In other words, many people could die prematurely during this pandemic not because they have contracted a deadly infection but because they have lost their jobs.


While this strain of coronavirus is new, the underlying social conditions that shape its impacts are not at all new. The crisis is transmitted like a shock wave through the political and economic structures of society: The lack of a universal guarantee to the most basic goods (like health care). The enormous power differential between employers and workers. The vulnerability to unemployment. These are everyday scourges of life in capitalist America. The current crisis has just illuminated these realities in an especially stark way.

In Part 2 we’ll cover why this public health crisis is spiraling into a massive recession, and the limits of the standard policy playbook to deal with it.

Mapping Social Inequality

The ways that people have adapted to the coronavirus pandemic—in particular, who can adapt relatively easily and who cannot—traces out a map of social inequality in the United States.

Using cell phone data, New York Times reporters tracked how much different people reduced their public movements as the crisis unfolded. They used average neighborhood incomes to compare the patterns for high-income and low-income groups.

People at all income levels have dramatically decreased their movements. But the data showed that high-income people generally began staying at home earlier, and low-income people’s degree of public movement has persistently stayed higher. The only times that the two groups come really close is—you guessed it—on Saturdays and Sundays.

The ability to work remotely is greater the higher the person is on the social pyramid. We can see that in the data by income. A recent Bureau of Labor Statistics report showed similar patterns along occupational, educational, and racial/ethnic lines. (Reporters at the Washington Post deserve credit for going back and reporting on the findings, in light of the current crisis.)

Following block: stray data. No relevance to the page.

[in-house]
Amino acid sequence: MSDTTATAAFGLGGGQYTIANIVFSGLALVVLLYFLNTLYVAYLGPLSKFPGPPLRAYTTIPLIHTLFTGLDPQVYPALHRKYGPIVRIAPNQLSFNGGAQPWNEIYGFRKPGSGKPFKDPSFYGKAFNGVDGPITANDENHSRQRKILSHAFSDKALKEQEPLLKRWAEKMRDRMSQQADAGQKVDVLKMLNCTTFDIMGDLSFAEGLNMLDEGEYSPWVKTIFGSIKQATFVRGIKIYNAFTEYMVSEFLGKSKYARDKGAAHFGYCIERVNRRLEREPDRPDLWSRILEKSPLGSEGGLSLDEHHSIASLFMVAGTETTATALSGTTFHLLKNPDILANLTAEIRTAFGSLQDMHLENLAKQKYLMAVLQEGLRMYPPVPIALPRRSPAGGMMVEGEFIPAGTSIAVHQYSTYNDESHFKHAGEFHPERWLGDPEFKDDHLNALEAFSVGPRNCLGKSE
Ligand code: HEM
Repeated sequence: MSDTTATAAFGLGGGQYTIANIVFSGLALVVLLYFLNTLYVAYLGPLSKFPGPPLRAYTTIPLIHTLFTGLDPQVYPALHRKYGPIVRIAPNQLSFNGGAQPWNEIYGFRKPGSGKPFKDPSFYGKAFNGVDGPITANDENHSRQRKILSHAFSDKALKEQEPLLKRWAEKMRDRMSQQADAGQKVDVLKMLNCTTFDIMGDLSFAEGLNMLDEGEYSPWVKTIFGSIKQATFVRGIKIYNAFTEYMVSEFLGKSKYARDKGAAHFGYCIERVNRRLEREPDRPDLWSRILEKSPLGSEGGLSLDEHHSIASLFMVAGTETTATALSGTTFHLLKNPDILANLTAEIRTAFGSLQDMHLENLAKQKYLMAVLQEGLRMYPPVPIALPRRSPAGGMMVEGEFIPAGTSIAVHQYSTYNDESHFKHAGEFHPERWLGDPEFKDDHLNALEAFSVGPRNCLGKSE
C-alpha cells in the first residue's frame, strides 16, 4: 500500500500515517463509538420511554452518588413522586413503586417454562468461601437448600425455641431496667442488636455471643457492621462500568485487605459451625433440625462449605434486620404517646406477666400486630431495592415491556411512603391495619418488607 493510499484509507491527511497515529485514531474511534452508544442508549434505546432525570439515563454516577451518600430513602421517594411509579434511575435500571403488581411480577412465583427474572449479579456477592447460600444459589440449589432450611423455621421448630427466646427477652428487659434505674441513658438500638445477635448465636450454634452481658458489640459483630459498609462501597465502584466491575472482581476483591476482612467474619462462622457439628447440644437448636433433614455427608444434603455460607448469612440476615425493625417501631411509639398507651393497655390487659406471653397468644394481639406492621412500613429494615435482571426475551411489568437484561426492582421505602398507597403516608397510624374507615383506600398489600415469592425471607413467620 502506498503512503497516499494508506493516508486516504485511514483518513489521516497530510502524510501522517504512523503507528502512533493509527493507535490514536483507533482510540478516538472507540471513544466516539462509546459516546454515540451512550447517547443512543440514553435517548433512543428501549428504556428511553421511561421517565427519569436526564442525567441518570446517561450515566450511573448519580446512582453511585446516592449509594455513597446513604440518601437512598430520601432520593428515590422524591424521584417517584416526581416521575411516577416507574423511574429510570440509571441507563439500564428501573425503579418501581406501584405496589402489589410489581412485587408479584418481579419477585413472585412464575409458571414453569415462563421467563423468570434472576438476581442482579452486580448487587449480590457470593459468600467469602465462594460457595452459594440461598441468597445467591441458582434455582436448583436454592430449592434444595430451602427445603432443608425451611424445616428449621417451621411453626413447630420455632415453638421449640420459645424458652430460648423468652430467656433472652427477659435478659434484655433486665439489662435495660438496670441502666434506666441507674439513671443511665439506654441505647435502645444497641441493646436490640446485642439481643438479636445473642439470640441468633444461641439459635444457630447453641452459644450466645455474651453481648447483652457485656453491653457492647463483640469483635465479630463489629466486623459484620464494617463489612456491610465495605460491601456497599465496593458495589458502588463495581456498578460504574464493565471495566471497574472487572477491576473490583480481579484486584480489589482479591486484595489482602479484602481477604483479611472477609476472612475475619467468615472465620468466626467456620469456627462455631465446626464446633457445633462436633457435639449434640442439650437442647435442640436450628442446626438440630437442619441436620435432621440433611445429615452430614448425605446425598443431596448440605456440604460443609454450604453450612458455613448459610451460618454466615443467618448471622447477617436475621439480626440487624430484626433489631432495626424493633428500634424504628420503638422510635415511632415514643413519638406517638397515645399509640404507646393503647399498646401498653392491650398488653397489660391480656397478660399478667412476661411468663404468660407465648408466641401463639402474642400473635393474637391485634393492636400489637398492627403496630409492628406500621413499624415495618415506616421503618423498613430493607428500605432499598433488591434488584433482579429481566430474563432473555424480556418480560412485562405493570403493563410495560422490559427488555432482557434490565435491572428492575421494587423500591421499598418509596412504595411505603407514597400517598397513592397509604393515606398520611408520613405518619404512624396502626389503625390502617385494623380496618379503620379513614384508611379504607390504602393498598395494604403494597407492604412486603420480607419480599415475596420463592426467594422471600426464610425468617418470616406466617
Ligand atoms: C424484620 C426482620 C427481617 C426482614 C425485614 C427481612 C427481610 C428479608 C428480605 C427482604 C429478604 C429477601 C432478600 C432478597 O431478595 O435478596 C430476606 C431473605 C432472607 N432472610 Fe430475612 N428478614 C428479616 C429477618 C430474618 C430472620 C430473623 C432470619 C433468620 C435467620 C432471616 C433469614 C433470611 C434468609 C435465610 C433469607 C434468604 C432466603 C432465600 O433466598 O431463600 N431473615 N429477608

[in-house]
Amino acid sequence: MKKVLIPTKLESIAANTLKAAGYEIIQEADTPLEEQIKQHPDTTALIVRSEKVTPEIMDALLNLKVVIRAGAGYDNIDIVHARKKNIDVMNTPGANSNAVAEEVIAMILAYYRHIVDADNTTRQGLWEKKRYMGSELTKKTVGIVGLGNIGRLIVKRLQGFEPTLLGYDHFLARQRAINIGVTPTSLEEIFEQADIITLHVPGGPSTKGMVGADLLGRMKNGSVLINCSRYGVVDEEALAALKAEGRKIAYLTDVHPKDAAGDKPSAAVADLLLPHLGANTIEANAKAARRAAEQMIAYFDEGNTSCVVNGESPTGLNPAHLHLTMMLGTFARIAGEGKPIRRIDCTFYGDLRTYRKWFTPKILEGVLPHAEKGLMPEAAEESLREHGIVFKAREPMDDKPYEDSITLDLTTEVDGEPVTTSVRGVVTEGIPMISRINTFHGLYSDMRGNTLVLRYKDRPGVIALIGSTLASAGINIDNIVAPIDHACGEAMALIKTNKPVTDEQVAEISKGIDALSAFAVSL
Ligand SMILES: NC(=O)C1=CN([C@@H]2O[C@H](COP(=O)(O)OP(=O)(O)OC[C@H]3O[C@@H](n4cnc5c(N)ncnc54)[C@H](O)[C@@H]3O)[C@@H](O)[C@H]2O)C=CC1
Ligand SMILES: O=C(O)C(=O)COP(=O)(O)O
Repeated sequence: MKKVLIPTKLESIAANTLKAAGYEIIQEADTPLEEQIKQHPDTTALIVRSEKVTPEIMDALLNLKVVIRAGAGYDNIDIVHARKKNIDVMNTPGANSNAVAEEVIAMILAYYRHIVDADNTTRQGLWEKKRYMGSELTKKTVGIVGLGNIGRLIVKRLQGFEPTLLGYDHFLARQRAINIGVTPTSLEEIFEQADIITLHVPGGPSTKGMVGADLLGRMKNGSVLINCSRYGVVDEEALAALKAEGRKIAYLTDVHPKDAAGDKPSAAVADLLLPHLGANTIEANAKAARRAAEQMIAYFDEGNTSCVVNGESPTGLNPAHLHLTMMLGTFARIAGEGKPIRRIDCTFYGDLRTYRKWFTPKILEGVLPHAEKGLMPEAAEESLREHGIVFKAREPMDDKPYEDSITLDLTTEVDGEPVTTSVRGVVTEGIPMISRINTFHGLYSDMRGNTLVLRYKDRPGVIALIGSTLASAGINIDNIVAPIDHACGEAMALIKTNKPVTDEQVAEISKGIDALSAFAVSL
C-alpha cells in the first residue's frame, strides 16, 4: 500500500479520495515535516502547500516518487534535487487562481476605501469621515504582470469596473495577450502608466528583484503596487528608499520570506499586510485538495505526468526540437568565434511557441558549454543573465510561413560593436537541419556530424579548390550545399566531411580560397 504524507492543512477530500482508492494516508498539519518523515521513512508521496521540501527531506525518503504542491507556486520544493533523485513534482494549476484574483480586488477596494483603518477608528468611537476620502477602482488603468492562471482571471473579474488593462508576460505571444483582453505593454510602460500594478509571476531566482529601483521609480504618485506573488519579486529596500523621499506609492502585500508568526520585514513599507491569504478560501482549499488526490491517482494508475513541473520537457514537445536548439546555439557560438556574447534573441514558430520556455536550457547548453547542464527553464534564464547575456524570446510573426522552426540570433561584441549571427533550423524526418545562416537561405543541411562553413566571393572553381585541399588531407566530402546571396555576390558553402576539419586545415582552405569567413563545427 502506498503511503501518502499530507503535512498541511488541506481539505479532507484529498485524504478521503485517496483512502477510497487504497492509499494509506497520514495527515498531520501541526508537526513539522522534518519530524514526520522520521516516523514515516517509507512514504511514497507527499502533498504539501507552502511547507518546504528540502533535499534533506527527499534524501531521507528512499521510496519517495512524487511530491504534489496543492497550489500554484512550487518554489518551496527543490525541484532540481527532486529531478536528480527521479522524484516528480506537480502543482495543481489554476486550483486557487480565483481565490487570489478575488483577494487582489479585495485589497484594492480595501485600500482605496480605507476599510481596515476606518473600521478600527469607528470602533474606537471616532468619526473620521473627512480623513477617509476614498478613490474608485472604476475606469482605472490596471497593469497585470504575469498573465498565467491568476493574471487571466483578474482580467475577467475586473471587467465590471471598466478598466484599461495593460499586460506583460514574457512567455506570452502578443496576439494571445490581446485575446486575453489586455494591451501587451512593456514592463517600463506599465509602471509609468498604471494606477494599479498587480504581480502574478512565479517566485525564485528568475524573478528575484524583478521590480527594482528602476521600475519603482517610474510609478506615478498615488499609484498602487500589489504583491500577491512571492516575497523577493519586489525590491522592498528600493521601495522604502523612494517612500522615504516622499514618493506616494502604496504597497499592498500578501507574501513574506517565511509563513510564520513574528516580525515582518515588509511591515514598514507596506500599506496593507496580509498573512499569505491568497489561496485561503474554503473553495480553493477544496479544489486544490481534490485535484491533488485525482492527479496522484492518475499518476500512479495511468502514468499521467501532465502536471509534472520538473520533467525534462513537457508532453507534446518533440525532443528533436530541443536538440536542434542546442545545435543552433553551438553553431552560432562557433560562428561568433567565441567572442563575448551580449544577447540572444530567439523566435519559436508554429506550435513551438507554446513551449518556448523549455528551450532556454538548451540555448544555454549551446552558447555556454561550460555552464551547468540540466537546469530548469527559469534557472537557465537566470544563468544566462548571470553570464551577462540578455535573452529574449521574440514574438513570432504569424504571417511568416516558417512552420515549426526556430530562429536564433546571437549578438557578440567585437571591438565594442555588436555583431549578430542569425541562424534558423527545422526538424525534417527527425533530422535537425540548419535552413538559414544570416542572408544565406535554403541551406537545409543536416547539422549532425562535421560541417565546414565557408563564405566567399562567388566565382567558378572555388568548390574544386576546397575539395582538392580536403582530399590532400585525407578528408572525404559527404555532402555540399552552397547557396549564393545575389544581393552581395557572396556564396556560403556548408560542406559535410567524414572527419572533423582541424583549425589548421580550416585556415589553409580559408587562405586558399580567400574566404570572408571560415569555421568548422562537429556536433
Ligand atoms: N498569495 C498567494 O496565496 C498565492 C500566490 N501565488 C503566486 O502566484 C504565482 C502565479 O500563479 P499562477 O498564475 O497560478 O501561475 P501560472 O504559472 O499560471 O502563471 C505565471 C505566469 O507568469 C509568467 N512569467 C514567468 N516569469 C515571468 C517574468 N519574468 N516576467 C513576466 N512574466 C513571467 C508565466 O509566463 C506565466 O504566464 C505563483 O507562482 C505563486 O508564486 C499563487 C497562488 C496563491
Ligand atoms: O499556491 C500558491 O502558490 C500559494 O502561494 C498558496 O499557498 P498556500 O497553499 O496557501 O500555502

People with at least a college degree were 13 times as likely to report that they could work remotely as people without a high school diploma. People in “management, business, and financial” occupations were six times as likely as workers in production, construction, maintenance, transportation, or retail. White people were 1.5 to two times as likely as African Americans or Hispanics.

What Difference Does Free Health Care Make?

Public health officials in Germany argue that the country’s low death toll from the coronavirus, compared to other countries, is in part due to the widespread availability of free testing and to free care.

People received testing early. Those who tested positive were quarantined. Their close contacts received testing as well. The lack of barriers to care meant that people who needed treatment sought and received it early, and so were less likely to die. Fewer got to the most severe phase of the illness, so fewer needed ventilators and other kinds of limited-capacity treatments.

Alejandro Reuss is an economist and historian, lecturer in Labor Studies at the University of Massachusetts, and former co-editor of Dollars & Sense. A longer version of this article (with full list of sources) is available here.